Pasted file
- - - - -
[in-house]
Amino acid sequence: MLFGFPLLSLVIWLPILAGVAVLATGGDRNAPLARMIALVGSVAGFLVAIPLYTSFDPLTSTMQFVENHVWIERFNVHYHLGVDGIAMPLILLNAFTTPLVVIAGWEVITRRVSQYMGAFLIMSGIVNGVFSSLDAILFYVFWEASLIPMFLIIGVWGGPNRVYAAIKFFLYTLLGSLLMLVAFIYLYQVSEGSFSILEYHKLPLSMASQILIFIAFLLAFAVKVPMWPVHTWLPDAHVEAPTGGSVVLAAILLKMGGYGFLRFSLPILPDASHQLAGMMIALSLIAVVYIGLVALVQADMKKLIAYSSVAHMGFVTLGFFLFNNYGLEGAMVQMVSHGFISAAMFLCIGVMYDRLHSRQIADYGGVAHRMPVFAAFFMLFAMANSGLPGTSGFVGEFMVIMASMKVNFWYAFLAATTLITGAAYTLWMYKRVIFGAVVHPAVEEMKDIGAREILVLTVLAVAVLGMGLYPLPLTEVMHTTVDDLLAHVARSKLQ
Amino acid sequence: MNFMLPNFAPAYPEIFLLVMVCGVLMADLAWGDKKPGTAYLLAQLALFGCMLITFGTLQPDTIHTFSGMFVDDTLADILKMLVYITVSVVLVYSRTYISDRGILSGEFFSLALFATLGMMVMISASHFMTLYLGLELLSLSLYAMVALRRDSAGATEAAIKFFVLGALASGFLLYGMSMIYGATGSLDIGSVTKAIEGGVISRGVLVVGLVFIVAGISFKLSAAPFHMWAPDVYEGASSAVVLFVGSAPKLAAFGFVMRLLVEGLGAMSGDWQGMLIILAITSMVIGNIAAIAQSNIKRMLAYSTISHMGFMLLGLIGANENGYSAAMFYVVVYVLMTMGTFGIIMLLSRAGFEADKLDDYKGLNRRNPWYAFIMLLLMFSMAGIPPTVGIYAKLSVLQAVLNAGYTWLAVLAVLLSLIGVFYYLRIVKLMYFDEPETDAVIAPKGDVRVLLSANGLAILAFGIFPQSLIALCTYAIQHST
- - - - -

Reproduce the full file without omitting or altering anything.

[in-house]
Amino acid sequence: MLFGFPLLSLVIWLPILAGVAVLATGGDRNAPLARMIALVGSVAGFLVAIPLYTSFDPLTSTMQFVENHVWIERFNVHYHLGVDGIAMPLILLNAFTTPLVVIAGWEVITRRVSQYMGAFLIMSGIVNGVFSSLDAILFYVFWEASLIPMFLIIGVWGGPNRVYAAIKFFLYTLLGSLLMLVAFIYLYQVSEGSFSILEYHKLPLSMASQILIFIAFLLAFAVKVPMWPVHTWLPDAHVEAPTGGSVVLAAILLKMGGYGFLRFSLPILPDASHQLAGMMIALSLIAVVYIGLVALVQADMKKLIAYSSVAHMGFVTLGFFLFNNYGLEGAMVQMVSHGFISAAMFLCIGVMYDRLHSRQIADYGGVAHRMPVFAAFFMLFAMANSGLPGTSGFVGEFMVIMASMKVNFWYAFLAATTLITGAAYTLWMYKRVIFGAVVHPAVEEMKDIGAREILVLTVLAVAVLGMGLYPLPLTEVMHTTVDDLLAHVARSKLQ
Amino acid sequence: MNFMLPNFAPAYPEIFLLVMVCGVLMADLAWGDKKPGTAYLLAQLALFGCMLITFGTLQPDTIHTFSGMFVDDTLADILKMLVYITVSVVLVYSRTYISDRGILSGEFFSLALFATLGMMVMISASHFMTLYLGLELLSLSLYAMVALRRDSAGATEAAIKFFVLGALASGFLLYGMSMIYGATGSLDIGSVTKAIEGGVISRGVLVVGLVFIVAGISFKLSAAPFHMWAPDVYEGASSAVVLFVGSAPKLAAFGFVMRLLVEGLGAMSGDWQGMLIILAITSMVIGNIAAIAQSNIKRMLAYSTISHMGFMLLGLIGANENGYSAAMFYVVVYVLMTMGTFGIIMLLSRAGFEADKLDDYKGLNRRNPWYAFIMLLLMFSMAGIPPTVGIYAKLSVLQAVLNAGYTWLAVLAVLLSLIGVFYYLRIVKLMYFDEPETDAVIAPKGDVRVLLSANGLAILAFGIFPQSLIALCTYAIQHST